Mohsen Tahmasebi Nasab, an engineering professor at the University of St. Thomas, spoke with Minnesota Public Radio about how risky or not it would be to divert water — by pipeline or some other means — from the Mississippi River to help ease the drought in the western U.S. states.
From the article:
"They're considered actually to be high-risk projects,” said Mohsen Tahmasebi Nasab, an engineering professor at the University of St. Thomas.
That's because they require major financial investment, plus a long time to complete, Nasab said. “We are talking years and years, sometimes decades, of studying and construction,” he said.
Minnesota is one of five states that are part of the Upper Mississippi River Basin Association, which doesn’t exclude diversion projects, but includes a commitment to notify and consult with the other states about such proposals.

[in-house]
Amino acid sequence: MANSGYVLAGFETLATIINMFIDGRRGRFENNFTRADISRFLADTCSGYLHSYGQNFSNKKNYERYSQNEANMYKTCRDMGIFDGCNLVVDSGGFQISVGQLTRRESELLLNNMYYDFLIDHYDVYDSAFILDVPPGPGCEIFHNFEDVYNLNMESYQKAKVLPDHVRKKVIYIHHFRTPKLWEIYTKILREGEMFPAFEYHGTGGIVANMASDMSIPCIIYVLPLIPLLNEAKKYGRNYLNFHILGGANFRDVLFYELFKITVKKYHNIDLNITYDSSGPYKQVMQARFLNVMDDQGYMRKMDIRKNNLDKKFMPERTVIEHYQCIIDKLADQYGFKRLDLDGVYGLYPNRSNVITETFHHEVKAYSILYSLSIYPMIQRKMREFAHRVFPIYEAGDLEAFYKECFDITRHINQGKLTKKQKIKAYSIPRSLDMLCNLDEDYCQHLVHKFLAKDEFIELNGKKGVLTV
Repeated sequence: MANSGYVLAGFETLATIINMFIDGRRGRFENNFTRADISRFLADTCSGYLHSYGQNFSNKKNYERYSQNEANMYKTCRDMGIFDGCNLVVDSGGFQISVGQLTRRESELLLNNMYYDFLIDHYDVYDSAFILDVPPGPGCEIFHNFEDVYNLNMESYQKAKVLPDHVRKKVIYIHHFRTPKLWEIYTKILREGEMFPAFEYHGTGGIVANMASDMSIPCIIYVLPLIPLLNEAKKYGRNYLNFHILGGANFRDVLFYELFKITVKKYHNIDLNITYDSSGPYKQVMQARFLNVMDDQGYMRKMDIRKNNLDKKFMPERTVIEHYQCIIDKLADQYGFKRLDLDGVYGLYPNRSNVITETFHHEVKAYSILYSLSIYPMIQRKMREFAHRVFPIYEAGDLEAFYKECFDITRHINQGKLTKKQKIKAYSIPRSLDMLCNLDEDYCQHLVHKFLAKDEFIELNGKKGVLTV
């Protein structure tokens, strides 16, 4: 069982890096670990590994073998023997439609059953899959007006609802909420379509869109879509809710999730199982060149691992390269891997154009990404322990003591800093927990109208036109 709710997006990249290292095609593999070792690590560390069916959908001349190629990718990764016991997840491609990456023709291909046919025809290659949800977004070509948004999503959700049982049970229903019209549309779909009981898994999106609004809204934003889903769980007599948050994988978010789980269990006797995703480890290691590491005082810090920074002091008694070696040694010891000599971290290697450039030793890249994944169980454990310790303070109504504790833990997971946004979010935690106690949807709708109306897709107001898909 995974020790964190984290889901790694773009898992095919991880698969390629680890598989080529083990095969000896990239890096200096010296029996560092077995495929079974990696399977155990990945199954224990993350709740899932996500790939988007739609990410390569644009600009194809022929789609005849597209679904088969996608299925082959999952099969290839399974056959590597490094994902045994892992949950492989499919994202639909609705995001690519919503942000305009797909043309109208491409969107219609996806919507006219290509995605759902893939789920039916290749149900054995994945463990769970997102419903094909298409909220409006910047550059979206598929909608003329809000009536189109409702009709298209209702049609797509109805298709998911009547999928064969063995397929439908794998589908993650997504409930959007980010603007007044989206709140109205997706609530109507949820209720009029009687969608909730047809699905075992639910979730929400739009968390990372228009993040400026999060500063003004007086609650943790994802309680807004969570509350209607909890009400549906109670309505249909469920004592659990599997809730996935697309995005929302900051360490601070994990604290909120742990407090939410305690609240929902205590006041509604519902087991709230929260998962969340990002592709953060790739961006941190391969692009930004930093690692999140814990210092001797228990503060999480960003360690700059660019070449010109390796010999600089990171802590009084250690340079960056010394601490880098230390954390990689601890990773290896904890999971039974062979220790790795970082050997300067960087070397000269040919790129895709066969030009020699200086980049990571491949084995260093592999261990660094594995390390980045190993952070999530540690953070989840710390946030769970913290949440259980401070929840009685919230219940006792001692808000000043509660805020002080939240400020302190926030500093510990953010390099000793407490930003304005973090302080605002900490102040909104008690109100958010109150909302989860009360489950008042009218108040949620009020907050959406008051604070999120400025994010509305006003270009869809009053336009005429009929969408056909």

Nasab said it’s likely that other state and local governments will adopt more restrictions on water resources.
"They're going to put some rules on how much water you can draw from the rivers, to make sure that the environmental and ecological health of the river and the wetlands and the lakes are preserved first,” he said.